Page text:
Monday, August 15, 2011

Baptist Mark of the Church: Regenerate Church Membership

Baptists have contributed a number of distinctives to the doctrine of the church: believer’s baptism, congregational government, local church autonomy, and the priesthood of the believers are examples. There is, though, a more fundamental idea about what the church should be that roots all these distinctives – a body of regenerate (i.e., regenerated, saved) believers. Regenerate church membership is the distinctively Baptist mark of the church.

Baptist historian Leon McBeth writes, “Perhaps the origin of Baptists is best explained as a search for a pure church.”[1] The idea of a pure church as a pure Bride of Christ leads to the Baptist mark of the church, regenerate church membership. Believer’s baptism is important because it is a way we ensure the church remains pure. Closed communion reflects the high value of a pure and regenerate church. Congregational government is possible because the church is composed of regenerate believers. 

Effective church discipline is possible because of a regenerate church membership, for only such a church will have the compassion and courage to lovingly correct and protect a believer and the church membership. Church discipline protects the purity of the church by removing those whose lives demonstrate they are unregenerate (unsaved.) In 1905, at the first Baptist World Congress in London, J.D. Freeman said, “The principle of regenerate church membership more than anything else, marks our distinctiveness in the world today.”

Baptist Confessions of Faith – Regenerate church membership (a congregation of saved individuals) is also reflected in the historic Baptist confessions of faith. Each of them show a concern that those baptized and received as members of the church be genuinely saved by Christ Jesus, or “visible saints,” living a separated life, different from the world, giving evidence of the faith they profess. The Somerset Confession (1656) declares, “In admitting a member into the church of Christ, it is the duty of the church, and ministers whom it concerns, in faithfulness to God, that they be careful they receive none but such as make evident demonstration of the new birth, and the work of faith with power.” The Second London Confession (1689) says, “The members of these churches are saints by calling, visibly manifesting and evidencing (in and by their profession and walking) their obedience unto that call of Christ.” The Charleston (SC) Confession (1773) adopted three prerequisites to church membership. First, they required conversion (“an entire change of nature”). Second, they required that new members have some competent knowledge of divine and spiritual things, viz., doctrine. Third, they required that church members’ lives not contradict their profession of faith, that their lives support their confession.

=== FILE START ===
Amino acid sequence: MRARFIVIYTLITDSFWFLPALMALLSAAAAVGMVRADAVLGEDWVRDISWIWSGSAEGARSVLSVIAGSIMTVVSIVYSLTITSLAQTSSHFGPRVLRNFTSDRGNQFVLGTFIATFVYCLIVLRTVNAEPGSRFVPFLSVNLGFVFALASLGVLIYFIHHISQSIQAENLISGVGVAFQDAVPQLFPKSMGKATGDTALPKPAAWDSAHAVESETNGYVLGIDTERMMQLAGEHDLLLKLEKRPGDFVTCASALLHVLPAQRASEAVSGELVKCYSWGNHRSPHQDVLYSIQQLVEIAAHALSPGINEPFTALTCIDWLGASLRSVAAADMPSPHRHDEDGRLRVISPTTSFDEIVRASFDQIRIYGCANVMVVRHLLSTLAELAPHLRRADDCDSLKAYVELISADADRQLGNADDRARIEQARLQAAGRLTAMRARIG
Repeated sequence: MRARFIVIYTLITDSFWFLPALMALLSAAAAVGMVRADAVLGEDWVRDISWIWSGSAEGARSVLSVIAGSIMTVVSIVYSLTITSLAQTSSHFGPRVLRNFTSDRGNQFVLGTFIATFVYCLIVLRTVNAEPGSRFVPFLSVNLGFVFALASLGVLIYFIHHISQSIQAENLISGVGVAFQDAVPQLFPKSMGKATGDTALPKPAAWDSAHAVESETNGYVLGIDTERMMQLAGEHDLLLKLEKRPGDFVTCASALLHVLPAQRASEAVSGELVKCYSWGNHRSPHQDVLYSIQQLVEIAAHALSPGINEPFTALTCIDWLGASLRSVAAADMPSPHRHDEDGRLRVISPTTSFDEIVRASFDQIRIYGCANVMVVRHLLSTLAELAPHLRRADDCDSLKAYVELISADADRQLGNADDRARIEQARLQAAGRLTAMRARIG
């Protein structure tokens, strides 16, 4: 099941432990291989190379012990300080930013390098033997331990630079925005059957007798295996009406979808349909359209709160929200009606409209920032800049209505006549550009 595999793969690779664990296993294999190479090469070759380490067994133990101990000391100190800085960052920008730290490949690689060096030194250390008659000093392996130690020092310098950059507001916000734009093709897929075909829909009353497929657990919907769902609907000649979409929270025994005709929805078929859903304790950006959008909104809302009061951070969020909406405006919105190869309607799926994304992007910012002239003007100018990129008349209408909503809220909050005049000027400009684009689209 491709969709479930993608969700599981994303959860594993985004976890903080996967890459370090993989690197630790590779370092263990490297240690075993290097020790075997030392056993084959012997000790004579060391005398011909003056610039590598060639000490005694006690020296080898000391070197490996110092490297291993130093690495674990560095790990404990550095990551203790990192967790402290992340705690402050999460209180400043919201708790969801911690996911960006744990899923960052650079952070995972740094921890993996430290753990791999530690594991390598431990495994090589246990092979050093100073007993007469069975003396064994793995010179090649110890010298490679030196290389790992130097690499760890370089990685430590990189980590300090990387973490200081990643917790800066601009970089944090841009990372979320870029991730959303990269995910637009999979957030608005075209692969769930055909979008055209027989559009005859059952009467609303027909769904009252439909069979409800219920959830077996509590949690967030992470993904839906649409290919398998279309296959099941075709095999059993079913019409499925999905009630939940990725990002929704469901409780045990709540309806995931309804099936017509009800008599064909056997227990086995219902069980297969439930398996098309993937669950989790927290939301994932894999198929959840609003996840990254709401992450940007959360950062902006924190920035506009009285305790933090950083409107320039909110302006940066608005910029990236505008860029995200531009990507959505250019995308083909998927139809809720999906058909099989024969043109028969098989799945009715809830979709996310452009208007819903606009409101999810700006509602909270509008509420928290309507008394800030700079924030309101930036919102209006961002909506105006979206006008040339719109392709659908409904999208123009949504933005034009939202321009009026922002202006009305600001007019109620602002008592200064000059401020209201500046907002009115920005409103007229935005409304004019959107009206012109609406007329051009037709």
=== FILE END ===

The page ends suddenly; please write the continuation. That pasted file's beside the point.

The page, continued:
Church Discipline – Zeal for regenerate church membership can be seen in Baptists’ historic emphasis on church discipline. From the time of the early Anabaptists (1500s) until the late 1800s, church discipline was commonly practiced among Baptists. There was no mean or judgmental spirit behind it, but a concern for the purity of the church, for people who name Christ to live like followers of Christ. At the end of the American Revolution, only 10% of the American population was Evangelical